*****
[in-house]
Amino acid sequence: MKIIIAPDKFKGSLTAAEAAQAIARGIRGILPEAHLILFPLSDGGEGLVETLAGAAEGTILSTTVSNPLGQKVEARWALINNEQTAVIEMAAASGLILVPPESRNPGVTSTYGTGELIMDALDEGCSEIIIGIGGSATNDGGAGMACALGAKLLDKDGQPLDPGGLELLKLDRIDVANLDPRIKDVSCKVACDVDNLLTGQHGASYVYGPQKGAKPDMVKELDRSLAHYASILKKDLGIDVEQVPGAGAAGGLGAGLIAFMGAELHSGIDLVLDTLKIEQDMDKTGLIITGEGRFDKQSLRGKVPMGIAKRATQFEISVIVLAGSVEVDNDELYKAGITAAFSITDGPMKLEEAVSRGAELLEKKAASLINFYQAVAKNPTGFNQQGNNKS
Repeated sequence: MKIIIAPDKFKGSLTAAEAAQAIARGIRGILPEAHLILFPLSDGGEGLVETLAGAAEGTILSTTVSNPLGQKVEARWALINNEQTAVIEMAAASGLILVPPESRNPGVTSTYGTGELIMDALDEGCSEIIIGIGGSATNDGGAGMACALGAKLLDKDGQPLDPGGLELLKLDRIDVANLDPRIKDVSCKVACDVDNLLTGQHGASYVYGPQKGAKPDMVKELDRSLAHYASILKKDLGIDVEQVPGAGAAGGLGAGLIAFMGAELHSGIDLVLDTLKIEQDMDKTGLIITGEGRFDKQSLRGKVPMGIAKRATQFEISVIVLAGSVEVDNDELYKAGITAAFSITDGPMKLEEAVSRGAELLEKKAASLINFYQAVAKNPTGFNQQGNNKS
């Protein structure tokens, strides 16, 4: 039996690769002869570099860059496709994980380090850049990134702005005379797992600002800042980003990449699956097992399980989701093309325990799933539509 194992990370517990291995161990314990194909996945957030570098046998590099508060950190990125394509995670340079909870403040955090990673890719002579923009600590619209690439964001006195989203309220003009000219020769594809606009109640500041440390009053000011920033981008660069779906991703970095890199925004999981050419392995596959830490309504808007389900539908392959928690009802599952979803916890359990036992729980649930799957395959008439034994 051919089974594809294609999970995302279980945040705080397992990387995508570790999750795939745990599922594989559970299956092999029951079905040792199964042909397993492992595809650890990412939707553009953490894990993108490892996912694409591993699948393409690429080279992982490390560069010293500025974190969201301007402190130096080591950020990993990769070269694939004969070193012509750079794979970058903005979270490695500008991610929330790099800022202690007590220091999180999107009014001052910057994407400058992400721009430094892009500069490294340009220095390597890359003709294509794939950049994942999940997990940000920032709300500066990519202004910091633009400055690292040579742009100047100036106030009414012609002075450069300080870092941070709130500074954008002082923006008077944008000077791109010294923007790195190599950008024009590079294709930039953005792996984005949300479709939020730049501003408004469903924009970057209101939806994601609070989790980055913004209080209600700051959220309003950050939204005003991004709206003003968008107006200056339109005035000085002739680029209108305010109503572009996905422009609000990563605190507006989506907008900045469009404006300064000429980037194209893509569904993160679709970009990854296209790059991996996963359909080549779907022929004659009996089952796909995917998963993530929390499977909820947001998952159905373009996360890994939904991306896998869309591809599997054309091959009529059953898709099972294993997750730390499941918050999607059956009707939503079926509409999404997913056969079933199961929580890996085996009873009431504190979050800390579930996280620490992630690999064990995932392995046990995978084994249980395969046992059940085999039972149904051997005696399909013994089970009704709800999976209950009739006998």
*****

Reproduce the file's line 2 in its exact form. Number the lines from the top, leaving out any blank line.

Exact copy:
Amino acid sequence: MKIIIAPDKFKGSLTAAEAAQAIARGIRGILPEAHLILFPLSDGGEGLVETLAGAAEGTILSTTVSNPLGQKVEARWALINNEQTAVIEMAAASGLILVPPESRNPGVTSTYGTGELIMDALDEGCSEIIIGIGGSATNDGGAGMACALGAKLLDKDGQPLDPGGLELLKLDRIDVANLDPRIKDVSCKVACDVDNLLTGQHGASYVYGPQKGAKPDMVKELDRSLAHYASILKKDLGIDVEQVPGAGAAGGLGAGLIAFMGAELHSGIDLVLDTLKIEQDMDKTGLIITGEGRFDKQSLRGKVPMGIAKRATQFEISVIVLAGSVEVDNDELYKAGITAAFSITDGPMKLEEAVSRGAELLEKKAASLINFYQAVAKNPTGFNQQGNNKS